Nunthorpe allegedly gets its name from a group of Cistercian nuns from Hutton Lowcross who settled in Thorp in 1162.
This bench carved by Steve Iredale has recently been installed just outside the village.
Large horses such as Shires and Cleveland Bays were still in use across Cleveland for well over 100 years, into the late 1950s. Robin, Bishop and Duke were the last at Lingdale and feature in this photo as well as the mosaic.
The mosaic was the idea of Lingdale Liftoff, funded by Coast and Country and created by Glynis Johnson and the children of Lingdale Primary in 2013 (according to the tiles around the outside)
Unfortunately the background is slightly damaged at the top left, but hopefully it can be repaired before before spreading to the main subject.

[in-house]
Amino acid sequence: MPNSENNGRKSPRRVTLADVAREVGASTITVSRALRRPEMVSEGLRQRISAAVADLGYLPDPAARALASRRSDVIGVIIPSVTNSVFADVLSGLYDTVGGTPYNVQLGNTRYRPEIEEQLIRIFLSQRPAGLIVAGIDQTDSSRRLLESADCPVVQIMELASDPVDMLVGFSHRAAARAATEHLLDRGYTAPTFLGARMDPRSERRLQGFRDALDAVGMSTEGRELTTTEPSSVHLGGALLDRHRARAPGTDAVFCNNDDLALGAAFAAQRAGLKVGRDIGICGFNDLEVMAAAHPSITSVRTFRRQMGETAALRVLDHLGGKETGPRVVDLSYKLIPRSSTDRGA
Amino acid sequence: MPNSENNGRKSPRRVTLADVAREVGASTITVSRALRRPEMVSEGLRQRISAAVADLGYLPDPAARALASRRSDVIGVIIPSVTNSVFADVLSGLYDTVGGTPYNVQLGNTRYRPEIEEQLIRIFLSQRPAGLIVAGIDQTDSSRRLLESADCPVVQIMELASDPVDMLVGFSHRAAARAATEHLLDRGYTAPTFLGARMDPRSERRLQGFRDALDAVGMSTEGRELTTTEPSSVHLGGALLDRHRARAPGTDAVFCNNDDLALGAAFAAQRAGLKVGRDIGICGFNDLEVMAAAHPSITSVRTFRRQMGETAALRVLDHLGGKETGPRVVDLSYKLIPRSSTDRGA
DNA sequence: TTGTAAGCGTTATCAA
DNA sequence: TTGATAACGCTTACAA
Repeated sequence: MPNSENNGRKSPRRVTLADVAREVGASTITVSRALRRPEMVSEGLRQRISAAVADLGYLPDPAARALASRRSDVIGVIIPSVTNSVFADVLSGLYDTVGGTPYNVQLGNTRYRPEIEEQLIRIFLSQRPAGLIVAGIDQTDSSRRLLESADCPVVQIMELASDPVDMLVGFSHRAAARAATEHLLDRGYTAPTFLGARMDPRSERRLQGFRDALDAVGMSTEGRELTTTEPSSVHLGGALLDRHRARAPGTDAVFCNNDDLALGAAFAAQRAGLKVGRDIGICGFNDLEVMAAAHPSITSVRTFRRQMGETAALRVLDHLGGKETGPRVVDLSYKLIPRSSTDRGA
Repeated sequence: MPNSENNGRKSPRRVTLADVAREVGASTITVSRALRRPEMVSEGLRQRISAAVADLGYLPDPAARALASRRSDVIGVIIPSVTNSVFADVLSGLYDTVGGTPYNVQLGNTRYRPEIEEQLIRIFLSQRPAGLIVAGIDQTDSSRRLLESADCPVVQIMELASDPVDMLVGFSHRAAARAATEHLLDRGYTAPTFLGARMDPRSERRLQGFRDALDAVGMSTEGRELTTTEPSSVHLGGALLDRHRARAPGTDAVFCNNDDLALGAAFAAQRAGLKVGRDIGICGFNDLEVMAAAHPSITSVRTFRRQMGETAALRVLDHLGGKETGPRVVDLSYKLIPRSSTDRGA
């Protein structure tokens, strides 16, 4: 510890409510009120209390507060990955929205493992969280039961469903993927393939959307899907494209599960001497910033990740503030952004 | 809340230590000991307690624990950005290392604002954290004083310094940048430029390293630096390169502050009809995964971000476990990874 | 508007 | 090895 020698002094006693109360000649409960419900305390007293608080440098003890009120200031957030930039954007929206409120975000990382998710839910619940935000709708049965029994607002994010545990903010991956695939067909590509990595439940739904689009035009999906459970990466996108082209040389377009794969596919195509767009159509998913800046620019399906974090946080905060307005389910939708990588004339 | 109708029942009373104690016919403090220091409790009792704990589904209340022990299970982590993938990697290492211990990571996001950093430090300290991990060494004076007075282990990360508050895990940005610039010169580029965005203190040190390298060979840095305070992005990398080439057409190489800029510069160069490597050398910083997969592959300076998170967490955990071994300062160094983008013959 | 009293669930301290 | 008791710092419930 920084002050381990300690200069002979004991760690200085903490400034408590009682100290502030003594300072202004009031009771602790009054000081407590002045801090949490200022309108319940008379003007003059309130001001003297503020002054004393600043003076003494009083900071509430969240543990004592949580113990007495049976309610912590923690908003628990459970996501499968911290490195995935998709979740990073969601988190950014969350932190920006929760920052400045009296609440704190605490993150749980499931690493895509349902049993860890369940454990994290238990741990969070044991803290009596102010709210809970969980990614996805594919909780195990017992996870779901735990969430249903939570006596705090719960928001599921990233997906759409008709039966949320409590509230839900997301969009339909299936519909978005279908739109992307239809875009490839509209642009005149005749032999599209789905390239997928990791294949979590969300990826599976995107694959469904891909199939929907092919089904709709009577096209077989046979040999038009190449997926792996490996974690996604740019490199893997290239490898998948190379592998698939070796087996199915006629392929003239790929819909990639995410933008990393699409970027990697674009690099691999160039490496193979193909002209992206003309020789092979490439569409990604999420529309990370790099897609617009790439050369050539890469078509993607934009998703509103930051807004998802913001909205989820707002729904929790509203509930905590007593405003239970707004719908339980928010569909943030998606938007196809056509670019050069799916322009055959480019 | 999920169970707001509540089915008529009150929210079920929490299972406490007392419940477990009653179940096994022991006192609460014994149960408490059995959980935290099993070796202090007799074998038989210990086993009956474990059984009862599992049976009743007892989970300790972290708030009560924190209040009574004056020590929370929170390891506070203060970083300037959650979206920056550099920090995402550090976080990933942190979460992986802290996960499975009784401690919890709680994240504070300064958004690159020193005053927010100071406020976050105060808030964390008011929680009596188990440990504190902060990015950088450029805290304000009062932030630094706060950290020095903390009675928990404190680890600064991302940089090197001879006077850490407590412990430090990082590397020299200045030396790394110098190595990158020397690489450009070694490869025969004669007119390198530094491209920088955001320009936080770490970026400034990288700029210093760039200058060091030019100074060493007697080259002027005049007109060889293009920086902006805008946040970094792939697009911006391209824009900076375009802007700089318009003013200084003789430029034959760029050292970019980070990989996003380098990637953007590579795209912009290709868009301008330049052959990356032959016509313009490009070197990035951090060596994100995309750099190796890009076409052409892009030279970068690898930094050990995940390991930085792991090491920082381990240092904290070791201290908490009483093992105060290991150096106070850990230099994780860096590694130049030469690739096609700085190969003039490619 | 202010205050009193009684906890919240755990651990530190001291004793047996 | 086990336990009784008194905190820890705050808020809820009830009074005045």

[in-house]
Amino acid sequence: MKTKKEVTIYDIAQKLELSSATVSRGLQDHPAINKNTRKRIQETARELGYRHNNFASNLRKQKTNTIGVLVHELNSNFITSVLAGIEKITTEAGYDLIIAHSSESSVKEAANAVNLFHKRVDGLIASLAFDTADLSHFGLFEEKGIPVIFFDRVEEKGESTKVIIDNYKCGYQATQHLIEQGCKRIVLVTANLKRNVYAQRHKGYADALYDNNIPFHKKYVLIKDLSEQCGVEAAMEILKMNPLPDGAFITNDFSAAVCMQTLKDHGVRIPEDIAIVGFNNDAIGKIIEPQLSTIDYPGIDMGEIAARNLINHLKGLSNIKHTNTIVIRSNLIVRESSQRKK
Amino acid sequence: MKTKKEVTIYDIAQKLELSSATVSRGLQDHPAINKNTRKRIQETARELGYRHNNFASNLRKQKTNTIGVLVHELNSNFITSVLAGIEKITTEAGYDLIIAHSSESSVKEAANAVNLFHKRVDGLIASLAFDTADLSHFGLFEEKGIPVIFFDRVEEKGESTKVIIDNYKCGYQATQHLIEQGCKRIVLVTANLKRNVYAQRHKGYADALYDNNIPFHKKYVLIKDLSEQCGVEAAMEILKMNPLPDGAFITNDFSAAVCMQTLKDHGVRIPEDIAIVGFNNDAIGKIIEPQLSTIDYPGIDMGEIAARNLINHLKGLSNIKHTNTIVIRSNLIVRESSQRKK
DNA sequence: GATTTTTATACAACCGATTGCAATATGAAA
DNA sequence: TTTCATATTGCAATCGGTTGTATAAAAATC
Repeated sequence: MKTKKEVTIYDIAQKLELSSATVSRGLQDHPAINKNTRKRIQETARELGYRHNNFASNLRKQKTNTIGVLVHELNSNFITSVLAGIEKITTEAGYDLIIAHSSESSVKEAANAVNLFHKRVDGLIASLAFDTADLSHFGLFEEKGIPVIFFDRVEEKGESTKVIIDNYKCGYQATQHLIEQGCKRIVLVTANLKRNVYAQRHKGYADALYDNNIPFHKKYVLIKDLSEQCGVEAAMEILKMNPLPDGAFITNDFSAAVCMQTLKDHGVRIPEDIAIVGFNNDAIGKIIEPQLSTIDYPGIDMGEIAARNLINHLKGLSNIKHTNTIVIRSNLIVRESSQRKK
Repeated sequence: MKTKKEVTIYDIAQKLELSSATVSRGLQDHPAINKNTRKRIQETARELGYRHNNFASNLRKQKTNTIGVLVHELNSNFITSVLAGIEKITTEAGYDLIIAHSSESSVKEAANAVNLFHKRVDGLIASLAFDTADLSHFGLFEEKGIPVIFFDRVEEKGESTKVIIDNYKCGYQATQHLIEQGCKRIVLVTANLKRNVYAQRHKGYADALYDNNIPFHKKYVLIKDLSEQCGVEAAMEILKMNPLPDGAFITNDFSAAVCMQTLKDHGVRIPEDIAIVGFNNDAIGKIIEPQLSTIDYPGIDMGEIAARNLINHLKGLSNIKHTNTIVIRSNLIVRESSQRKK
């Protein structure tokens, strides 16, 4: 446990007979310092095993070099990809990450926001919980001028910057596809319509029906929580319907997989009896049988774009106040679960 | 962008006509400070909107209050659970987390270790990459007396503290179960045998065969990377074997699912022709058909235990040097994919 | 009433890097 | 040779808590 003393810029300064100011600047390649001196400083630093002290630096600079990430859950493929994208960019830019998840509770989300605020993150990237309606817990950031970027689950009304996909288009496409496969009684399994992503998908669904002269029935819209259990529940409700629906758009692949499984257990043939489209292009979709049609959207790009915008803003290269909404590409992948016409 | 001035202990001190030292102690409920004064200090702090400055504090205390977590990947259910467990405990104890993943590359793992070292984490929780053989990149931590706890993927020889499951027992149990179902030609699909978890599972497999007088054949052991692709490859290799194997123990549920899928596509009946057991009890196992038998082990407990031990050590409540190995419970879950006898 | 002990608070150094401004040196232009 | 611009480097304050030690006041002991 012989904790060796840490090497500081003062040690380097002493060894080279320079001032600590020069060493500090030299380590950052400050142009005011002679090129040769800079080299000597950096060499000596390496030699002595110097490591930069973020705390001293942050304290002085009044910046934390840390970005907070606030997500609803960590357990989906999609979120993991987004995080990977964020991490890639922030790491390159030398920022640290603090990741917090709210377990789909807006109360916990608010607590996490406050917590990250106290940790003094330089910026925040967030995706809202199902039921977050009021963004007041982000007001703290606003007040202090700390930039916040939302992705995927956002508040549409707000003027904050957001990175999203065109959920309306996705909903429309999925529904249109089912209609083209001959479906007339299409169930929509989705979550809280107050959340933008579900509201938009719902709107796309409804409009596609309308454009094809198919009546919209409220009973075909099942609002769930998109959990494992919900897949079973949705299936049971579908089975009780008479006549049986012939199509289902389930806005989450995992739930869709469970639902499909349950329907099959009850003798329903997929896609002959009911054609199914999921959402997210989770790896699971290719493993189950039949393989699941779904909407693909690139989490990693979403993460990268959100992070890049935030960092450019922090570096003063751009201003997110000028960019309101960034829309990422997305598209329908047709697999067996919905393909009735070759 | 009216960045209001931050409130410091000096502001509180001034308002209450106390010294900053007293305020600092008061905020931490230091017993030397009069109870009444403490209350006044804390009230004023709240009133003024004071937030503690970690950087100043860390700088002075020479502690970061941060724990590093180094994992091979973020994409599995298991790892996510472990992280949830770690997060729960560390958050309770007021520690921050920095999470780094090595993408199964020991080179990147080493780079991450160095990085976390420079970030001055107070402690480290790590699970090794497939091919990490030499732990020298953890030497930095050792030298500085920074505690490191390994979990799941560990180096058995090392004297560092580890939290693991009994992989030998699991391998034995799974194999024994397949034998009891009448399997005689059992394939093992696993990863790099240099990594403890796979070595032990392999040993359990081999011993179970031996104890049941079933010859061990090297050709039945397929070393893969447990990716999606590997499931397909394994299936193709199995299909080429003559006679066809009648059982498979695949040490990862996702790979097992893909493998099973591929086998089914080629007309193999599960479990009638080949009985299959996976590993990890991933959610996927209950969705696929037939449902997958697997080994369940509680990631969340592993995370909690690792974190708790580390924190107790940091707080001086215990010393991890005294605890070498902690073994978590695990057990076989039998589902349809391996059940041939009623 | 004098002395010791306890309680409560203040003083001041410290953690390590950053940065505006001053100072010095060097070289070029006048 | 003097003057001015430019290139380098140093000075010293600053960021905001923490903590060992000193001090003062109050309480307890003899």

This mosaic on New Marske Methodist Church is the work of Helen Jane Gaunt and Derek Mosey, it was unveiled in July 2013 to mark 35 years of the New Marske branch and 120 years of the Girls Brigade worldwide.
The mosaic features the earlier Methodist tin chapel which was destroyed by fire in 1974, at the top left. At the top right is St Thomas Church, with the central image being a horse pulling at ironstone tub from the mines.
The crest at the bottom right with the cross and lamp is the Girls Brigade.
This mosaic celebrating the heritage of Marske was unveiled in July 2019.
The mosaic was designed and built collectively by community groups, schoolchildren from Westgarth Primary School and Errington Primary School and artists Helen Jane Gaunt and Derek Mosey. The project was commissioned by local community group Marske in Bloom.
A third set of carved Badgers installed in Brotton in May 2018 by the Brotton Improvement Group. These are opposite the ironstone miners cottages at New Brotton.
This collection of carved doves was erected by the Friends of Redcar Cemetery with the help of a Tesco Bags of Help grant.